At the organisation, she talked about her past and about her friends, only to receive unexpected responses. "Their reactions were like – 'Aren't girls like that doing it of their own free will?' and 'That's their own responsibility,'" Nito recalled.

Nito was shocked to learn that students who were keen to help women and children abroad were indifferent to the problems of female teenagers in Japan. The experience made her realise what problem she wanted to tackle the most.

"I wanted to remain engaged with the problems in Japan. I felt that a person who has come this far has certain responsibilities," Nito said.

She launched Colabo in 2011 while she was at university, and incorporated it two years later.

Various girls approach Colabo. One teenager arrived in dirty clothes, apparently not having taken a bath for days. The organisation provides sanitary pads for free, but some girls don't know how to use them, because no one has taught them.

Nito talked about a 14-year-old girl she met recently. When she arrived at Colabo's office, the girl just stood at the entrance.

"Please come in," Nito said. The girl entered, and stood still in front of a chair. "Please sit down, this is your seat," Nito said. The girl sat down. Nito served her tea, but the girl didn't touch it. "You can have it," Nito said. The girl finally took a sip.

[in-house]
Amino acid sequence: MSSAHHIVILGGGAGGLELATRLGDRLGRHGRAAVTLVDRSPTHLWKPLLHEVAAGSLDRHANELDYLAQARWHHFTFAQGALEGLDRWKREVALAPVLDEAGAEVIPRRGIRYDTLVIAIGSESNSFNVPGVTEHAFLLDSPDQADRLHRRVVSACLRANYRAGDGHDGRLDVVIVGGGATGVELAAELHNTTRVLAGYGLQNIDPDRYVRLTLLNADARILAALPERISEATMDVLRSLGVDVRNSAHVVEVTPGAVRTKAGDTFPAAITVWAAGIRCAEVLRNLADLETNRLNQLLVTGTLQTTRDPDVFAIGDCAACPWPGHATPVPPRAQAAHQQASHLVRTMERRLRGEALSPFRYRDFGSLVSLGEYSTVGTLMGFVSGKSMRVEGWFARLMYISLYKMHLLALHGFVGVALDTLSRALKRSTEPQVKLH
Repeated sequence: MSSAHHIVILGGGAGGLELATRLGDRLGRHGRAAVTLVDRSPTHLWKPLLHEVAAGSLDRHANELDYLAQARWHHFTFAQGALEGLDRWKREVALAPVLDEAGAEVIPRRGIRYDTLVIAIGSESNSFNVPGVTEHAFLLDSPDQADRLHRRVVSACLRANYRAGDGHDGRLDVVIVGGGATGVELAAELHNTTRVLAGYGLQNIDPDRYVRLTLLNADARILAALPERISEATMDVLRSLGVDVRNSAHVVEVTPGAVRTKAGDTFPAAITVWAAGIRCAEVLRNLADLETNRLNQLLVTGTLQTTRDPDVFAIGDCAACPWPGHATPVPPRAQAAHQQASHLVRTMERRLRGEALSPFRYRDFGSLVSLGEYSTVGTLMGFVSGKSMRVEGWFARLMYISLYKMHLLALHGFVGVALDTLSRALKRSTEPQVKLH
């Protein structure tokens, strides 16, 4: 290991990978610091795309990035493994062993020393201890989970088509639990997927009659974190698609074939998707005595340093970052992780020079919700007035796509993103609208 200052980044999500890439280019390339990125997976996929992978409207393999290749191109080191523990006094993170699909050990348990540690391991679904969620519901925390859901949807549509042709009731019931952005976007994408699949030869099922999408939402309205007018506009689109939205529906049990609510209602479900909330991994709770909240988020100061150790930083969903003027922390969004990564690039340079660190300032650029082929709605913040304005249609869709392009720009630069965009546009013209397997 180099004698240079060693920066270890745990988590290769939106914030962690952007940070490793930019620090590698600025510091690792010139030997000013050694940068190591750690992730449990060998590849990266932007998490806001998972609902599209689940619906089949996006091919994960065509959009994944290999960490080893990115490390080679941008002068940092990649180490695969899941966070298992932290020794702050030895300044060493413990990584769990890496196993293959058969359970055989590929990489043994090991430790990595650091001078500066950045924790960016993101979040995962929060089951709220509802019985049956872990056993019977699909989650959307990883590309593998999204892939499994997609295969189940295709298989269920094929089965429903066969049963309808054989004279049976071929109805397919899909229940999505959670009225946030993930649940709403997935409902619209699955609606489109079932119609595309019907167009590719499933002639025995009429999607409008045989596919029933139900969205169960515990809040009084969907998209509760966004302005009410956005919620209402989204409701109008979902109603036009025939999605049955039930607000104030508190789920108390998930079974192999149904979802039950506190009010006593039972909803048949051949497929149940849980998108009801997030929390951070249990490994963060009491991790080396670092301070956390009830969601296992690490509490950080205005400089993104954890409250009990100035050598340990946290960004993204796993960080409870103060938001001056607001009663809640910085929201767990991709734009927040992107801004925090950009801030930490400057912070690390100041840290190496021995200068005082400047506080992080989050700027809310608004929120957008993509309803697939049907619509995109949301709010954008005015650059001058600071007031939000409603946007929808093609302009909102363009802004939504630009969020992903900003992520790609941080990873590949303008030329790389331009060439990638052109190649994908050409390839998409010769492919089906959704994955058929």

The teenager didn't take any action until she was told to do so. "She was strongly controlled at home. She hesitated to take action on her own, out of fear of a harsh reaction," Nito said.

"Children who experience strong control or violence tend to hesitate expressing – or even having – their own will."

Nito said she feels happy witnessing small changes in the girls – such as emotionless teenagers gradually becoming able to express their wishes freely.

"I'm moved to see their changes, for example, when girls throw themselves on a sofa and complain, 'I'm hungry.'"

Colabo's activities expanded gradually to provide mid- and long-term support to girls. However, as Colabo's activities spread, it resulted in a new problem - she has less time to go out on the streets and contact teenagers, which she regards as the core of the organisation's activities.

To solve this problem, Nito and other members of Colabo are working to start a bus in Shibuya and Shinjuku at night that will serve as a sort of "mobile lounge" which teenagers can visit casually.

Inside the bus will be a space to rest, chat and eat. It will stop frequently and distribute light meals. Colabo members will listen to teenagers on the bus, or walk around nearby streets to approach them.

The organisation recently bought a microbus, and is negotiating with the ward offices of Shibuya and Shinjuku over places where it can stop. Nito plans to start operating the bus as early as autumn this year.

"Even if there's a place to help children, they won't come if you just sit down and wait. People who support children need to go where they are to reach them," Nito said.

"It's quite rare that their problems are solved quickly. I want to keep in touch, stay together and be one of the faces they think of when they're in trouble." – The Japan News/Asia News Network

Japan , troubled girls